Karen is getting so drunk she lays hands on me and I decide this is enough. I make it halfway through my second quarter before I move to Sacramento where my boyfriend is at. He’s cheating. I figure it out and deny it. My eating disorder turns into something demonic and alive. Over the next year it consumes me. I’m tucking burritos at Chipotle, learning knife skills (it’s actually a required lesson in their hiring process at this time, which I think is cool), making friends. Karen moves to Sac too. She and I spend less time together. This is when we grow apart.
And then I turn 21 and we are out at the Irish bar downtown every weekend. I come home hammered. I eat everything in the fridge on my days off and throw it up because it feels wrong. I move in with the cheating cunt boyfriend. My head is fucked at this point from booze, weed, and a lack of nutrition that is about three years running, and from dating someone who gaslights and cheats. I become delusional. I’m thirty thousand dollars in debt for a year of college uncompleted. No degree to show. They call me about paying back my student loans while I kill a black widow that lives under our front door.
This moment stands out somehow. I couldn’t stand being inside anymore, thinking there was some demon living there. This is the house where I start cutting, where I watch reruns of America’s Next Top Model and learn what Americans think is beautiful. I try that lifestyle–being skinny and beautiful. I prefer chillin outside with the black widow and talking to the people at the student loan center.
I’m in rehab six months after turning 21. I’m in rehab because I called someone and said, “If I don’t get help, I’m afraid I’m going to die.”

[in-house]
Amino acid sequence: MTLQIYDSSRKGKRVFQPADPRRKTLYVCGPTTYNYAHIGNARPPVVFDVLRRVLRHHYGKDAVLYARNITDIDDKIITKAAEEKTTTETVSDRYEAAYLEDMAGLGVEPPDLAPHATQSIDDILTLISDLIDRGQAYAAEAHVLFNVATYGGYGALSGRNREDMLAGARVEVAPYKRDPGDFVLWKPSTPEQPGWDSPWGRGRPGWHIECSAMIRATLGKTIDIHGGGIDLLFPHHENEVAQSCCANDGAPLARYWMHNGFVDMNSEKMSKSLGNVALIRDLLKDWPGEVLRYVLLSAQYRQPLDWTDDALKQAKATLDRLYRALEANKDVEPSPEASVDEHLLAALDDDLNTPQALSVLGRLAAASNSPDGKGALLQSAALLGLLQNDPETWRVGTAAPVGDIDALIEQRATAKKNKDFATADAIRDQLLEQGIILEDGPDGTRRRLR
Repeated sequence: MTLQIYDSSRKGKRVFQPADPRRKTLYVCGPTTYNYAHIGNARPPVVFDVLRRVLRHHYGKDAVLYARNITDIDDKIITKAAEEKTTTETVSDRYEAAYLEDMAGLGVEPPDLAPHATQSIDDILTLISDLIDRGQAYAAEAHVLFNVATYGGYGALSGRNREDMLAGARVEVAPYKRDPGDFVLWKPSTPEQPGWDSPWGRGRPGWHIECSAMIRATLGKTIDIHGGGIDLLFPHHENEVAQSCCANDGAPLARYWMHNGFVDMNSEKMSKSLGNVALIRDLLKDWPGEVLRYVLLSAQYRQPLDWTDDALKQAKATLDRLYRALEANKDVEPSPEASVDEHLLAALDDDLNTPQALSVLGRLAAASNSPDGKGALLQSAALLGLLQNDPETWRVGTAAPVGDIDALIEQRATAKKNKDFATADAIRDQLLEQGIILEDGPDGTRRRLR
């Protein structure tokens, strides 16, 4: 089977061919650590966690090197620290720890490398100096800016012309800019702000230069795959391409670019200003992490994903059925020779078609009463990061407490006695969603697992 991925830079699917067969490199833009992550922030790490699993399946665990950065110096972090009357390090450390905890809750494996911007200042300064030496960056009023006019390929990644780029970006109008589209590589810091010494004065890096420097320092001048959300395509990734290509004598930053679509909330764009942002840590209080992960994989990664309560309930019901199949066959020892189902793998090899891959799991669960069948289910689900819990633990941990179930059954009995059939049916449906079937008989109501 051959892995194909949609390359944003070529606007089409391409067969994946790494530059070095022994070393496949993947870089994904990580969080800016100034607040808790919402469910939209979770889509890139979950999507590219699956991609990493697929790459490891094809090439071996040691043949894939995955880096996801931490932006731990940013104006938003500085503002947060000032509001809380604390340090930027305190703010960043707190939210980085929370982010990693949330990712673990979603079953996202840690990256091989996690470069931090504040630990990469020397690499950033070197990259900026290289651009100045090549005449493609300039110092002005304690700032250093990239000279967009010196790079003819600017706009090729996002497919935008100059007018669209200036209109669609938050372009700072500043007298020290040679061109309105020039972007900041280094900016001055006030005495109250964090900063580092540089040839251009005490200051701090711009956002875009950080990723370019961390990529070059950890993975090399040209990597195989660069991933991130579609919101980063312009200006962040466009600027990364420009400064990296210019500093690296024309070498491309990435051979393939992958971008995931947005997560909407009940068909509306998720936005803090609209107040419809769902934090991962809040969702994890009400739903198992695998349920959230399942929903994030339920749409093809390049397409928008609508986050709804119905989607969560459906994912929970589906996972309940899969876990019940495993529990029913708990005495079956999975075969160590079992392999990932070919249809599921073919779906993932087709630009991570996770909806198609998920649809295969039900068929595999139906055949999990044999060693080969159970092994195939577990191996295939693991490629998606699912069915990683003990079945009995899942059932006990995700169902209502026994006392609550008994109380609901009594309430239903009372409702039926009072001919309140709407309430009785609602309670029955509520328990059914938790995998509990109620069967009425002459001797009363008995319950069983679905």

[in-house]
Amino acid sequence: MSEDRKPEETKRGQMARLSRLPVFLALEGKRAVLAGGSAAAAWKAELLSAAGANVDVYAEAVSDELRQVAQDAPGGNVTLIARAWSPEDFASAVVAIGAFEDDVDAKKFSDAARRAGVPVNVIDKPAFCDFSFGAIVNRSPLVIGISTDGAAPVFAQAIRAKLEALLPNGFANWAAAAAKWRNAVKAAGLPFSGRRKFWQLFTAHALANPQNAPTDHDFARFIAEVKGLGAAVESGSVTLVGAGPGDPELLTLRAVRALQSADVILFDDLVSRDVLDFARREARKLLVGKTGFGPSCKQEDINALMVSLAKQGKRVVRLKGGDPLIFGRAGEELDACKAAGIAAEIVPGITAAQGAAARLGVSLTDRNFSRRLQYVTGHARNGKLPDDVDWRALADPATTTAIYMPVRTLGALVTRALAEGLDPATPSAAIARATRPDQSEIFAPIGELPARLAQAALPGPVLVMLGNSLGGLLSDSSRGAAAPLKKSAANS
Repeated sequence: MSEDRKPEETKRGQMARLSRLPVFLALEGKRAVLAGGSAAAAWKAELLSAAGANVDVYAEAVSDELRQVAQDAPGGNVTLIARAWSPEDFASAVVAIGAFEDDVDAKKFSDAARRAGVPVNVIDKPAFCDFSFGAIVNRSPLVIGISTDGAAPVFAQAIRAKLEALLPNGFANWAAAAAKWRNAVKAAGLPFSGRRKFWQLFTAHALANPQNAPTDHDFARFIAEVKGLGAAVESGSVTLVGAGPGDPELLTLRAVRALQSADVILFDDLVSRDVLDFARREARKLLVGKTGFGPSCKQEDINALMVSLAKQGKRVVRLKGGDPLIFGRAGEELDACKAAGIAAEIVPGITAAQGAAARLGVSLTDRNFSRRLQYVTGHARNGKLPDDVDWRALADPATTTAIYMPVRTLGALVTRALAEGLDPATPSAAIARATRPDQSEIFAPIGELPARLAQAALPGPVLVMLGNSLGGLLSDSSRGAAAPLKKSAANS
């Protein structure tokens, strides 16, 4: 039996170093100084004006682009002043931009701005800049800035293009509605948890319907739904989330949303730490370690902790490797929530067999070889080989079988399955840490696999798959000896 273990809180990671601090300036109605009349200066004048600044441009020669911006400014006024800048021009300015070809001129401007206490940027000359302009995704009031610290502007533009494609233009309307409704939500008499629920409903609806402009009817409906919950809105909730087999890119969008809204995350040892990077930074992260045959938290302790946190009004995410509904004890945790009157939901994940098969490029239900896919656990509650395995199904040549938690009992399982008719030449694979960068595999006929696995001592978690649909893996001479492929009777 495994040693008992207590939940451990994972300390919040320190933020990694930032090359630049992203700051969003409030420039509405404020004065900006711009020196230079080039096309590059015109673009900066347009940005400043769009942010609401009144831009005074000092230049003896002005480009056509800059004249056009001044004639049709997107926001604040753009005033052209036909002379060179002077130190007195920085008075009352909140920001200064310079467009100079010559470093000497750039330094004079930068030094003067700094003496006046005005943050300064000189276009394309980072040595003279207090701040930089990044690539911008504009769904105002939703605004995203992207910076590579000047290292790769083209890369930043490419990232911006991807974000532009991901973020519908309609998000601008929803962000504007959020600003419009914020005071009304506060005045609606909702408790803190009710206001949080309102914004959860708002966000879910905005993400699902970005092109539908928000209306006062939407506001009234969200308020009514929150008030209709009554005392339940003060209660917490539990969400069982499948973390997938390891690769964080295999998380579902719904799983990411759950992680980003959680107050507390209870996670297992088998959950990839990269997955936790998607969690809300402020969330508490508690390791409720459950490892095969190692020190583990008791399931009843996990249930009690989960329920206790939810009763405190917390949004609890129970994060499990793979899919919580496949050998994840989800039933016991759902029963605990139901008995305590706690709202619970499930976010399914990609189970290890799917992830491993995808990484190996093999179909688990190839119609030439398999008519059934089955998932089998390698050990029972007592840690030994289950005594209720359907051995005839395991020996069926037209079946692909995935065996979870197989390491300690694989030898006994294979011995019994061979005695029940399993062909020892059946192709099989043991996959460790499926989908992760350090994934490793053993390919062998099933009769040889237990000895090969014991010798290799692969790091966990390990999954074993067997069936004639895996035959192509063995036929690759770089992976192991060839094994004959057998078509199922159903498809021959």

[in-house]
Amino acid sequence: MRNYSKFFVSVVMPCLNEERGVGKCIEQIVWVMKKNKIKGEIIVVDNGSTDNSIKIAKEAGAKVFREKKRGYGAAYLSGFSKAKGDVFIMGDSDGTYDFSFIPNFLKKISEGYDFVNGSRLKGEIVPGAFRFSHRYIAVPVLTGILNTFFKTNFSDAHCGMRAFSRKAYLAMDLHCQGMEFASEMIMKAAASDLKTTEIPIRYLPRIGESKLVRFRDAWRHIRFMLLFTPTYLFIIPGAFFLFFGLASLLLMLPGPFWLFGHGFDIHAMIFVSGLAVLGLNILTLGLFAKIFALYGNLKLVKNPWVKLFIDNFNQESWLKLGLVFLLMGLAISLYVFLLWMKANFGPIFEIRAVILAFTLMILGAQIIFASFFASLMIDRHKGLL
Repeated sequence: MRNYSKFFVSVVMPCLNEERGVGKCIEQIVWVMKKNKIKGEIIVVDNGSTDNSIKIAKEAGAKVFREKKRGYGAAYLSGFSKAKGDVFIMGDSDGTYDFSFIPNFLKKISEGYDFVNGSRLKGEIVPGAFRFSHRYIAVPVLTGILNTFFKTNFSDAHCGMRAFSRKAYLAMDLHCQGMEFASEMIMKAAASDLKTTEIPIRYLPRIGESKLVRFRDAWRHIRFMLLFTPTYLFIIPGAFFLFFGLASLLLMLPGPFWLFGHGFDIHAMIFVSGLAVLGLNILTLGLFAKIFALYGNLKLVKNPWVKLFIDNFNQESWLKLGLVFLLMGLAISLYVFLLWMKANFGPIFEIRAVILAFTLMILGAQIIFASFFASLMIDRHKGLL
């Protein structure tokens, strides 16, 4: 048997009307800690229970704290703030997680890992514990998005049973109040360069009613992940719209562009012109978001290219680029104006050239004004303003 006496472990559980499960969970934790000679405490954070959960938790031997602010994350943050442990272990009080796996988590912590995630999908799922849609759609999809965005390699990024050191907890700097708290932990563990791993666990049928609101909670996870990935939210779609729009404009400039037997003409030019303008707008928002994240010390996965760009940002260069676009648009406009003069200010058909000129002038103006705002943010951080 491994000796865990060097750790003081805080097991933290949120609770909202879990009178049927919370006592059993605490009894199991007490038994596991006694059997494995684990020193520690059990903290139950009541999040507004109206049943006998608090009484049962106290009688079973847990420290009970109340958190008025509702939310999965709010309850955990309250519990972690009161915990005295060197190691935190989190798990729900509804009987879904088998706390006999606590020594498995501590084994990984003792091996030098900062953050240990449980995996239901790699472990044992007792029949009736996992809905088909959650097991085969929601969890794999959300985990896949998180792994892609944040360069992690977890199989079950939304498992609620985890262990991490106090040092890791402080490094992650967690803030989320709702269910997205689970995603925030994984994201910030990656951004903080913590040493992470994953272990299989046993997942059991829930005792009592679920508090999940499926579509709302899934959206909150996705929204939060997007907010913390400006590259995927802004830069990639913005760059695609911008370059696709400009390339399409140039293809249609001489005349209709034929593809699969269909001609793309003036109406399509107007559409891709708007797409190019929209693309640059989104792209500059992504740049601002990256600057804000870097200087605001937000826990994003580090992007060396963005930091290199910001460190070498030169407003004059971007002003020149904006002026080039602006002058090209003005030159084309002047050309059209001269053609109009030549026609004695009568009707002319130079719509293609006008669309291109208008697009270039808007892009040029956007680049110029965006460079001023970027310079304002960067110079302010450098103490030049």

I went 29 days without eating anything but lemons, cayenne, and honey. Oh and the wine.
I drank super salinated jugs of water to flush out my insides. I threw up until my throat bled. Once I thought I had a stroke over the toilet and that would be how they would find me.
The rehab program gives me a scholarship that is the equivalent of one uncompleted year of school at Santa Cruz.
I still have tons of medical bills after the blood tests and prescriptions.
Three months later, I walk out of rehab eating three meals a day with 8-16 oz protein, some kind of grain or carbohydrate (which feed your brain–carbs are good for you and should take up a quarter to a third of your plate), fats, minerals, and sugars all in proportion, along with two snacks in between, one after dinner if I want. No caffeine. No booze. No nicotine. No processed sugar or dietary beverages. Every ounce of food that went into my body for three months was nutritionally valuable and my brain healed and my gut healed.
I laid on my mom’s couch binge watching Dexter and Weeds for two months. She waited outside the bathroom door when I peed or showered and I had to sing the ABC’s or anything I could think of so she knew I wasn’t throwing up.
I was off the Xanax and Zoloft one month after moving back to Tahoe where I lived in a tiny room that was used to grow weed before I moved in. I meet kind people there and still gravitate towards the cheating cunt sucker instead of moving on.
This is the healthiest my body and mind have been in five years. I’m back working at the greasy spoon. I make friends with old friends who I thought I’d never see again.
I stop eating right and start drinking again and smoking pot.
Healing for three months bought me time I guess. Time to discover that a lifestyle change is more than a trip to rehab. I go to school again because my friend asks me to take a creative writing class with her. I get a scholarship to transfer to a four year college that is forty five minutes away and that I have somehow never heard of despite having grown up in Tahoe. I get a degree. Go through a couple shitty boyfriends.
Life feels hollow and empty. I have forgotten why the fuck I started school. I don’t even like writing anymore because I’ve had so many wonderful writers tell me how to do it better for so long that I’m following all of their bird like chirps in my mind instead of my instincts. The rules make my creativity rigid, then sterile.